SS: The idea of workwear was flipped on its head last year and has since adapted more of a high-low aesthetic across the board. As women continue to move between the office and working from home, we were conscious of our collection reflecting this. As such, our product offering and styling within our brand content has evolved significantly. As Covid hit, our team also worked tirelessly with suppliers, who we are fortunate to have long-standing relationships with, to turn around the launch of our W-1970 sweats collections in record time. The introduction of this range ensured we had product relevant to what customers wanted to wear then.
While sophisticated workwear is still at the core of our business, we’re now looking to educate our customers on how they can mix these pieces with the casual styles within our collection to suit their lifestyle today.
IR: How would you describe the impact Covid has had on customers and what they want from fashion?
SS: Covid has undoubtedly impacted the way consumers are shopping, and it’s impossible to ignore the consistent growth in the digital space as a result. When the pandemic hit Australian shores, the immediate shift saw Witchery, like many retailers, gain traction from customers who wouldn’t have historically purchased online.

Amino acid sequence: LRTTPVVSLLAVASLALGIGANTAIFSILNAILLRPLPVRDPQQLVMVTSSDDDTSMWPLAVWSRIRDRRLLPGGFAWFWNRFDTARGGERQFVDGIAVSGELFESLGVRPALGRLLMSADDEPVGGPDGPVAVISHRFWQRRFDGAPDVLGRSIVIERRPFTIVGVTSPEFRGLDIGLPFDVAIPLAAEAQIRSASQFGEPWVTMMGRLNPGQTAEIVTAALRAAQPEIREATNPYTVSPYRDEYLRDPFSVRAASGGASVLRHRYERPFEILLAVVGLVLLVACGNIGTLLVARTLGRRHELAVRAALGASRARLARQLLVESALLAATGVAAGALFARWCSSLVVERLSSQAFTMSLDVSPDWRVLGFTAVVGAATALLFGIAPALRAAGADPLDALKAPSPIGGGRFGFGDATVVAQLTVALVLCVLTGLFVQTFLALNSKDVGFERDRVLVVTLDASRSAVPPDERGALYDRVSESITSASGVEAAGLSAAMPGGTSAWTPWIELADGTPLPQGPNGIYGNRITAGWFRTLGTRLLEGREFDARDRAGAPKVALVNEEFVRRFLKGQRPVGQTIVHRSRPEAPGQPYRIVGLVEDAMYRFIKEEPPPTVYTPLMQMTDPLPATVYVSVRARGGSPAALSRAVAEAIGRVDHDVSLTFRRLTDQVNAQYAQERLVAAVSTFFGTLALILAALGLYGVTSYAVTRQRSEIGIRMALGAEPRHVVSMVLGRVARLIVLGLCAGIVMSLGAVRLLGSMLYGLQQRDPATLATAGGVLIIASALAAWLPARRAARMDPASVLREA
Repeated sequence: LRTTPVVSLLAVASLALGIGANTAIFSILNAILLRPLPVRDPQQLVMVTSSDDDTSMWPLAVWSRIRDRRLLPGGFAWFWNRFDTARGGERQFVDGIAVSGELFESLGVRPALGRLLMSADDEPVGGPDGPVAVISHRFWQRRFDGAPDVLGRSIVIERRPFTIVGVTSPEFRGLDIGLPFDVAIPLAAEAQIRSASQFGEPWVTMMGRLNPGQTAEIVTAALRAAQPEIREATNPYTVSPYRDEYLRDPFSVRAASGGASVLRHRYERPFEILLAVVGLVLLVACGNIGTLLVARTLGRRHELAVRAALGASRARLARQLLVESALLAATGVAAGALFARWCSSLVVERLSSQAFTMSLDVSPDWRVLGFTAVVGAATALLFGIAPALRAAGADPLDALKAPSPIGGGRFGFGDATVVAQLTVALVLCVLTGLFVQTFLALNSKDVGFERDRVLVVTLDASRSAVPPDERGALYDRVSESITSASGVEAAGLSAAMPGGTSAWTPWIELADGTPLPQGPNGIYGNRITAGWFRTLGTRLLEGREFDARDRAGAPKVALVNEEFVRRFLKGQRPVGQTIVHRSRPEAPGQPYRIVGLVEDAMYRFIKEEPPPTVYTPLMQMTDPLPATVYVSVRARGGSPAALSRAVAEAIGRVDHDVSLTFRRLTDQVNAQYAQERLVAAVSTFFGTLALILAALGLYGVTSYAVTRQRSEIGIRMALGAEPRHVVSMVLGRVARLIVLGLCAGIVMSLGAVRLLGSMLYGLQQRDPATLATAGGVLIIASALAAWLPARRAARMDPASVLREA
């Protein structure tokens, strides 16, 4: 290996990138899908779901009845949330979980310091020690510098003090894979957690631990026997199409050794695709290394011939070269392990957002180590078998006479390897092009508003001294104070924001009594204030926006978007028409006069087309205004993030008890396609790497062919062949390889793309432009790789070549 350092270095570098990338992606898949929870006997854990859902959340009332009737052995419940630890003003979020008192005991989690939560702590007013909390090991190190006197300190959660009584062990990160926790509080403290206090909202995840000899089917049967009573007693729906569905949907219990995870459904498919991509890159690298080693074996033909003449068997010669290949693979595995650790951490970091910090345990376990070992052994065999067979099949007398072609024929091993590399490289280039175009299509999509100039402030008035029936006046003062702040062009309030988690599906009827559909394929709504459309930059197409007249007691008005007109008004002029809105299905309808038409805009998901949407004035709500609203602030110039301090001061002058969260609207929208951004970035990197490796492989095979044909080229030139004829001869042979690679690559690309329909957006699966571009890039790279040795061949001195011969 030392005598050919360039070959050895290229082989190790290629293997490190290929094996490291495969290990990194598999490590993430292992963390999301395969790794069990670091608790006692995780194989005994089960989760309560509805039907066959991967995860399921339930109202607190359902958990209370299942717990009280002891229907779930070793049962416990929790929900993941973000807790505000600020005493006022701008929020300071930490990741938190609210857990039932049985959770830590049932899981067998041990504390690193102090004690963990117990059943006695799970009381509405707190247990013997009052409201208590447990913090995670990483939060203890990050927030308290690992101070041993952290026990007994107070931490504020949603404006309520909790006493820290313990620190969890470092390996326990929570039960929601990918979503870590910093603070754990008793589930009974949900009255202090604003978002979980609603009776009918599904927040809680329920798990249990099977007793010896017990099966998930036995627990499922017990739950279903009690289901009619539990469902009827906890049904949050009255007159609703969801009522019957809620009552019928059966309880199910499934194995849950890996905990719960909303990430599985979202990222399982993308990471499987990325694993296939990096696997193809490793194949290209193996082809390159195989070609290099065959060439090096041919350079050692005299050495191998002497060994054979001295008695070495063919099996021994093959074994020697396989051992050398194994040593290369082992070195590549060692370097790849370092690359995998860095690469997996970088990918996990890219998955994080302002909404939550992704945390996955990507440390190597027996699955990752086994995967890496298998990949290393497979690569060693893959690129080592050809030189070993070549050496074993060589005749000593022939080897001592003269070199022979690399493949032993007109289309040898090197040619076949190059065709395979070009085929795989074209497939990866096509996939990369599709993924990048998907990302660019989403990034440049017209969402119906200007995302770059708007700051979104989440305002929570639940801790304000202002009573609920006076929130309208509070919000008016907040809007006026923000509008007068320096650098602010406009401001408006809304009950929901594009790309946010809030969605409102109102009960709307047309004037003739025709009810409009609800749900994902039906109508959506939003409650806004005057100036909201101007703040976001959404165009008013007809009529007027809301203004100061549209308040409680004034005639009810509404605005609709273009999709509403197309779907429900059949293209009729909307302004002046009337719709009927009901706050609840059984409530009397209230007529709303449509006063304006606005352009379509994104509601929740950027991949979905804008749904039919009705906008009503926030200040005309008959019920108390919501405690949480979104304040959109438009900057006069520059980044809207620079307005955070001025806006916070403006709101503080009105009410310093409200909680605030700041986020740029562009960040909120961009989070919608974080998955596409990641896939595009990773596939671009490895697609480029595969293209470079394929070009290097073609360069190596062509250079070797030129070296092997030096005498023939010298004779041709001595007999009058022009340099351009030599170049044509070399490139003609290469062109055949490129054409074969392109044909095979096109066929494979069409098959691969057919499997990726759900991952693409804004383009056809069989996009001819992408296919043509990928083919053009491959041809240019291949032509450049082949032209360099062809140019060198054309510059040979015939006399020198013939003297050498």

From a product standpoint, in short, customers want newness. At the height of the pandemic, we saw 40 per cent growth in the knitwear category, and we couldn’t keep our loungewear pieces in stock. Still, as things have opened up again, we’ve definitely seen the desire to dress up return, with customers wanting to inject new, elevated, trend-led and quality pieces into their wardrobes — be that a micro floral printed dress, a strong-shouldered blazer or a timeless leather trench coat.
IR: I know that for the Country Road Group, diversity and inclusion are becoming significant topics to address and embrace within its brands. How has Witchery responded to the issues?
SS: As an Australian fashion brand, we recognise the role Witchery plays in embracing the diversity of our people and building a culture of inclusion that embraces the differences that exist, both in the workplace and the wider community.